If you liked the following books, you might like Escape from Mr. Lemoncello’s Library:
Charlie and the Chocolate Factory by Roald Dahl.
The Westing Game by Ellen Raskin.
The Gollywhopper Games by Jody Feldman, reviewed at Semicolon.
The Mysterious Benedict Society by Trenton Lee Stewart, reviewed at Semicolon.
Horten’s Miraculous Mechanisms: Magic, Mystery and a Very Strange Adventure by Lissa Evans, reviewed at Semicolon.
Horten’s Incredible Illusions by Lissa Evans, reviewed at Semicolon.
The Puzzling World of Winston Breen by Eric Berlin.
The Potato Chip Puzzles by Eric Berlin.
The Puzzler’s Mansion by Eric Berlin.
The Sixty-eight Rooms by Marianne Malone, reviewed at Semicolon.
The Candymakers by Wendy Mass.
Conversely, if you read Escape from Mr. Lemoncello’s Library and you want more, you might want to check out one of the books on the list above. Some of these books are at least alluded to in Escape from Mr. Lemoncello’s Library, but they’re certainly not the only books that are mentioned. Book-title-name-dropping is pervasive throughout the story, a story that takes place in a magically enchanting library full of books, games, puzzles, displays, artifacts, and technological wonders. A few of the other books and authors that get a mention in Escape are: Charles Dickens, Sherlock Holmes, L.M. Montgomery’s Anne of Green Gables, From the Mixed-up Files of Mrs. Basil E. Frankweiler, Rick Riordan, The Hunger Games, Where the Sidewalk Ends by Shel Silverstein, Goodnight, Moon by Margaret Wise Brown, Dr. Seuss, Huckleberry Finn by Mark Twain, Tolstoy, Dostoyevsky, Thackeray, ewes Carroll, Geroge Orwell, Maya Angelou, Edgar Allan Poe, Agatha Christie, JRR Tolkien’s Lord of the Rings, Pseudonymous Bosch, and the Bible.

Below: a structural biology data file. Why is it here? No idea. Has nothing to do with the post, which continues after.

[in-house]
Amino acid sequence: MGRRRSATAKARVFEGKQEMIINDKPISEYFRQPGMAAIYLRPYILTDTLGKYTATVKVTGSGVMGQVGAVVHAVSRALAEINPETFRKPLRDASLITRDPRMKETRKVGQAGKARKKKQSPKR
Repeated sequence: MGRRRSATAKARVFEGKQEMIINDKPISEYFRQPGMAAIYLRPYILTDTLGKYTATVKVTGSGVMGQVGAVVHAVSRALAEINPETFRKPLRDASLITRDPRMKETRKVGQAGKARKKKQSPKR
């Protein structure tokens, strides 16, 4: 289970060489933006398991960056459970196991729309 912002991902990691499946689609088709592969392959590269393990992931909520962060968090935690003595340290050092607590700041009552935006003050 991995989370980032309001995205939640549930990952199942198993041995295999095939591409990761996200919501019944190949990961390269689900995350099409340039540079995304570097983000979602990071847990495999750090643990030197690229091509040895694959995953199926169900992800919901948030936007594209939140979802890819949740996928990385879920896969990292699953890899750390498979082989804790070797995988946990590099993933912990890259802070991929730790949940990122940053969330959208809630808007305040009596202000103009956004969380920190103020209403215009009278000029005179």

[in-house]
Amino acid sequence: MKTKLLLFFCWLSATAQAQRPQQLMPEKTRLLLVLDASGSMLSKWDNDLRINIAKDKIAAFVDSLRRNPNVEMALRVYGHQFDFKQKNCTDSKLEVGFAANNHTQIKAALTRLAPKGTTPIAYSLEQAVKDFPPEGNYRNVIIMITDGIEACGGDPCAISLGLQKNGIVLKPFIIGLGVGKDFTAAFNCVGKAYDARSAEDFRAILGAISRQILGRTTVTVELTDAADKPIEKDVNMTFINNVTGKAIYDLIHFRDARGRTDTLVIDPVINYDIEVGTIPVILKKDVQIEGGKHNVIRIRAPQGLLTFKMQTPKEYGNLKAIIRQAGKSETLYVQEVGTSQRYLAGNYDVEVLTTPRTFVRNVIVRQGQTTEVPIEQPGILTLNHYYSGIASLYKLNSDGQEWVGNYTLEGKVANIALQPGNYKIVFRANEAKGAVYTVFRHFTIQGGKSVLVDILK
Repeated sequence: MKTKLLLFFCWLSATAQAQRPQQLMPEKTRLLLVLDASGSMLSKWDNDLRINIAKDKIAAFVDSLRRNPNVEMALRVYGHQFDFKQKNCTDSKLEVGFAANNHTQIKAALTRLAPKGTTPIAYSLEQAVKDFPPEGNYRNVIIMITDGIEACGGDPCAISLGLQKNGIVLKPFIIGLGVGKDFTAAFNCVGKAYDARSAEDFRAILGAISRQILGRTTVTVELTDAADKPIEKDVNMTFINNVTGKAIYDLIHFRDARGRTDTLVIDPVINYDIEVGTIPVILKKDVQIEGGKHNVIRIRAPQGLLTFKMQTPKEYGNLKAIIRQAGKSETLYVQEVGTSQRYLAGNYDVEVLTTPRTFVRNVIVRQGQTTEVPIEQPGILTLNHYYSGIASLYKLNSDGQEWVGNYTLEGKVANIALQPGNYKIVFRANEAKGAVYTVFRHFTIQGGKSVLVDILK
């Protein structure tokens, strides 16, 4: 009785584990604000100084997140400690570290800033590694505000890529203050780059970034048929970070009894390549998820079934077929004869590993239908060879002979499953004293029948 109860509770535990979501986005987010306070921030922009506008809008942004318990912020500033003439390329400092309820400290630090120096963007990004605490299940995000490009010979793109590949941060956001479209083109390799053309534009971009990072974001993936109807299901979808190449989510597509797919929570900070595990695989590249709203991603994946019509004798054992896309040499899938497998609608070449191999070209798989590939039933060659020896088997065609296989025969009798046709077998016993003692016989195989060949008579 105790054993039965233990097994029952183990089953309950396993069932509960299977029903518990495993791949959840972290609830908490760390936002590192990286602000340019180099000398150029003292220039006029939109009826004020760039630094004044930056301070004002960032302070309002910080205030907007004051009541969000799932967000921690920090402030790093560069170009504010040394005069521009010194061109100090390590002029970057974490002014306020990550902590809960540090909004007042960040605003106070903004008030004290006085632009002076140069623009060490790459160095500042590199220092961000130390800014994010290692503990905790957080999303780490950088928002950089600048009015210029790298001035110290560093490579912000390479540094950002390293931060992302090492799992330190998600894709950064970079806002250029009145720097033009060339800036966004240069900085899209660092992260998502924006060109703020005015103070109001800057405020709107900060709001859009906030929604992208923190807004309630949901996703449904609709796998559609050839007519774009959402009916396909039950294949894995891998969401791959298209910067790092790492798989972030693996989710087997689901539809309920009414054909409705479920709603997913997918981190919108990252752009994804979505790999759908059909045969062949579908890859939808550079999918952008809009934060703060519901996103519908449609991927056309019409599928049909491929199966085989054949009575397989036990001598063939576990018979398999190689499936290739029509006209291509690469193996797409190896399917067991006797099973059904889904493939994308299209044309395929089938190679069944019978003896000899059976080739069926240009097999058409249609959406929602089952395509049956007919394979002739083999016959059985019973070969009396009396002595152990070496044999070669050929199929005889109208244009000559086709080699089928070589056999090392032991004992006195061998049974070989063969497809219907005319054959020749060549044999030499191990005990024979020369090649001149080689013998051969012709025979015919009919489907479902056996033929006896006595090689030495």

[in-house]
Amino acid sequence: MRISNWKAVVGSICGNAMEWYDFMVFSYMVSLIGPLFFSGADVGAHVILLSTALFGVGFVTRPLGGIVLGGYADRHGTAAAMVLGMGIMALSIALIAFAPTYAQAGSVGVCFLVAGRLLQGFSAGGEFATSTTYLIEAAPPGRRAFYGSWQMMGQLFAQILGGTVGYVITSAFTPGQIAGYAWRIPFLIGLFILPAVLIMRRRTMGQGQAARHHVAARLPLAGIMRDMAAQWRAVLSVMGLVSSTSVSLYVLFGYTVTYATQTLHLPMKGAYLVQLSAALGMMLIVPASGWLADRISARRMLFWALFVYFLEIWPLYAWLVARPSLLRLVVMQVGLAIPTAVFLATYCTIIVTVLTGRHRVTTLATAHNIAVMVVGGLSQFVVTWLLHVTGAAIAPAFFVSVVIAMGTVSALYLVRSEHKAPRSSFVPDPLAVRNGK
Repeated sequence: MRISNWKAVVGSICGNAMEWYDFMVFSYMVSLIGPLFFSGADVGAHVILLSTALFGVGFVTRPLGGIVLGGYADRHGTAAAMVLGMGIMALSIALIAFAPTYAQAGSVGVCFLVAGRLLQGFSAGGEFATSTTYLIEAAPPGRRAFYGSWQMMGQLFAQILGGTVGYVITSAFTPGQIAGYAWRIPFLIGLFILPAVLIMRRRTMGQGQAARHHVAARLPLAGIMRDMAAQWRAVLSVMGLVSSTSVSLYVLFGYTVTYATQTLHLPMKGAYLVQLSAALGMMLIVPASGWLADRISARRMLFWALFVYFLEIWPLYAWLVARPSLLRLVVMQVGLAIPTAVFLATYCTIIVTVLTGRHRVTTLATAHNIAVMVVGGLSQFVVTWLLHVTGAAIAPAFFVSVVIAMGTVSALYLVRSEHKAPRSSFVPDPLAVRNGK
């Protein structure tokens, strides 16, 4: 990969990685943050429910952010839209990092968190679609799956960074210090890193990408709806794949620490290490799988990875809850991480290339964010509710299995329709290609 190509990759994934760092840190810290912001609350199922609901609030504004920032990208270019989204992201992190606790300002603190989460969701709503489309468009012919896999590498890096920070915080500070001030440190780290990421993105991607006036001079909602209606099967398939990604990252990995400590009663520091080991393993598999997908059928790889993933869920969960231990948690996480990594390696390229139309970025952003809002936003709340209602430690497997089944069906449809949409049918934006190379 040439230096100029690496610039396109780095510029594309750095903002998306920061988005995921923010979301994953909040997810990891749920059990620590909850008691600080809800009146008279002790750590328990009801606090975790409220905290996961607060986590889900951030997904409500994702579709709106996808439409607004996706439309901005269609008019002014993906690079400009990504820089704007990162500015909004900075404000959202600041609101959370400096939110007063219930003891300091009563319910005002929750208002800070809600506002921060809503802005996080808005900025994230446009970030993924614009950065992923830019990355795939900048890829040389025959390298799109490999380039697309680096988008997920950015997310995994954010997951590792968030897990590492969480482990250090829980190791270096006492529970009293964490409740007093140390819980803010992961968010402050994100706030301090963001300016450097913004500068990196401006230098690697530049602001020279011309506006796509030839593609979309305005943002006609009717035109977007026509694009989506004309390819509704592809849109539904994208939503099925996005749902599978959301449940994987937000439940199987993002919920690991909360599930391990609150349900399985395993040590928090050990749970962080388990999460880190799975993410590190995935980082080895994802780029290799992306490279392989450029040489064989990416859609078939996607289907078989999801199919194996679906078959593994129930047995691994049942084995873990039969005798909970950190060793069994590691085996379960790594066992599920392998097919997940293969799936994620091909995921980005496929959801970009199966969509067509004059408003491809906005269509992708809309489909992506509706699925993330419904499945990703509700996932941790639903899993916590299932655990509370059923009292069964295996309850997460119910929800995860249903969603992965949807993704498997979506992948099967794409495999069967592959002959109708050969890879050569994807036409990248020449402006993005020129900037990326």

Now that’s an eclectic list! Escape from Mr. Lemoncello’s Library should keep 10-12 year old puzzle-lovers and mystery readers enthralled as they try, along with twelve other twelve year old characters in the book, to figure out how to escape from a library filled with both informational marvels and deceptive snares. Kyle Keeley, our protagonist, is all-boy, and he and his best friend Akimi, along with the other children, if somewhat stereotypical, are still engaging enough to keep the story moving. In a book that’s mostly plot and puzzle, the characters are not as important and can be allowed a little flatness.
Escape from Mr. Lemoncello’s Library isn’t as good or as intricately plotted as a couple of my favorites in the puzzle fiction genre, The Mysterious Benedict Society and The Westing Game, but it’s a solid entry in a field that still has room for a few more good selections. I recommend it for library aficionados, reading addicts, and puzzle and game lovers everywhere. And could someone explain to me the puzzle mentioned in the Author’s Note at the end of the book? I’m not so good at solving unexplained puzzles that are hidden somewhere in some some unspecified part of the book.